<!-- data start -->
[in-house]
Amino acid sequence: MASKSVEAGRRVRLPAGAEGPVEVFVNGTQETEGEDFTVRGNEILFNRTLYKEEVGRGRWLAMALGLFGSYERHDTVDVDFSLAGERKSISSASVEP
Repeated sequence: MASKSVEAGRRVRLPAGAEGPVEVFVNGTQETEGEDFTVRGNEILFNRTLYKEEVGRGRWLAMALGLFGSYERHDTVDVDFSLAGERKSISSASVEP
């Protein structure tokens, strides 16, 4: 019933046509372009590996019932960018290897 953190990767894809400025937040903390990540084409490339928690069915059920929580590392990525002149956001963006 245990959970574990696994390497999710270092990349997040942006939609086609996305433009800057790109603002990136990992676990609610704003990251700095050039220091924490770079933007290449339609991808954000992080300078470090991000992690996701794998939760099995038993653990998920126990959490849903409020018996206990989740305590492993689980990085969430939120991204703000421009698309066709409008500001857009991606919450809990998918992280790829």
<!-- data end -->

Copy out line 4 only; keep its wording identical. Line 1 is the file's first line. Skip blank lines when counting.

């Protein structure tokens, strides 16, 4: 019933046509372009590996019932960018290897 953190990767894809400025937040903390990540084409490339928690069915059920929580590392990525002149956001963006 245990959970574990696994390497999710270092990349997040942006939609086609996305433009800057790109603002990136990992676990609610704003990251700095050039220091924490770079933007290449339609991808954000992080300078470090991000992690996701794998939760099995038993653990998920126990959490849903409020018996206990989740305590492993689980990085969430939120991204703000421009698309066709409008500001857009991606919450809990998918992280790829």